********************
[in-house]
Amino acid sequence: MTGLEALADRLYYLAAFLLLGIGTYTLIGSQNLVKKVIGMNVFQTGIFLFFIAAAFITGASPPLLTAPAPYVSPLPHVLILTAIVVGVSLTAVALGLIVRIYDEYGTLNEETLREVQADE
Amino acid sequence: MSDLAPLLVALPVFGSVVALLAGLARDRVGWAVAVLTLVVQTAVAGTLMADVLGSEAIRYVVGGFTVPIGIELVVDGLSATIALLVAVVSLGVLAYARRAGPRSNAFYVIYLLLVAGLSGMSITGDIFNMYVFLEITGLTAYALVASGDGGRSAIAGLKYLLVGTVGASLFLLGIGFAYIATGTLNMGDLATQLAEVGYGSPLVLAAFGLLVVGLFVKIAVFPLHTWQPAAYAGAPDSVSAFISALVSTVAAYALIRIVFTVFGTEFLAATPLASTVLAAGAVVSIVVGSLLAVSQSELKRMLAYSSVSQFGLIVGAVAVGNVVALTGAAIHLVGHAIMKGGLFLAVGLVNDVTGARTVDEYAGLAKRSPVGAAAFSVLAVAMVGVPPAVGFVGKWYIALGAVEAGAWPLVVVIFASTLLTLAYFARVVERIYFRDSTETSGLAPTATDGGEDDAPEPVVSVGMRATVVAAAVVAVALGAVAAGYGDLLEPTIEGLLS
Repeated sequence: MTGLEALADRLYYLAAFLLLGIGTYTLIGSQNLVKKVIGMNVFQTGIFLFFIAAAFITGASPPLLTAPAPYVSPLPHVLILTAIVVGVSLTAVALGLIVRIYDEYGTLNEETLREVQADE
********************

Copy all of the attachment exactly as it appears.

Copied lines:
[in-house]
Amino acid sequence: MTGLEALADRLYYLAAFLLLGIGTYTLIGSQNLVKKVIGMNVFQTGIFLFFIAAAFITGASPPLLTAPAPYVSPLPHVLILTAIVVGVSLTAVALGLIVRIYDEYGTLNEETLREVQADE
Amino acid sequence: MSDLAPLLVALPVFGSVVALLAGLARDRVGWAVAVLTLVVQTAVAGTLMADVLGSEAIRYVVGGFTVPIGIELVVDGLSATIALLVAVVSLGVLAYARRAGPRSNAFYVIYLLLVAGLSGMSITGDIFNMYVFLEITGLTAYALVASGDGGRSAIAGLKYLLVGTVGASLFLLGIGFAYIATGTLNMGDLATQLAEVGYGSPLVLAAFGLLVVGLFVKIAVFPLHTWQPAAYAGAPDSVSAFISALVSTVAAYALIRIVFTVFGTEFLAATPLASTVLAAGAVVSIVVGSLLAVSQSELKRMLAYSSVSQFGLIVGAVAVGNVVALTGAAIHLVGHAIMKGGLFLAVGLVNDVTGARTVDEYAGLAKRSPVGAAAFSVLAVAMVGVPPAVGFVGKWYIALGAVEAGAWPLVVVIFASTLLTLAYFARVVERIYFRDSTETSGLAPTATDGGEDDAPEPVVSVGMRATVVAAAVVAVALGAVAAGYGDLLEPTIEGLLS
Repeated sequence: MTGLEALADRLYYLAAFLLLGIGTYTLIGSQNLVKKVIGMNVFQTGIFLFFIAAAFITGASPPLLTAPAPYVSPLPHVLILTAIVVGVSLTAVALGLIVRIYDEYGTLNEETLREVQADE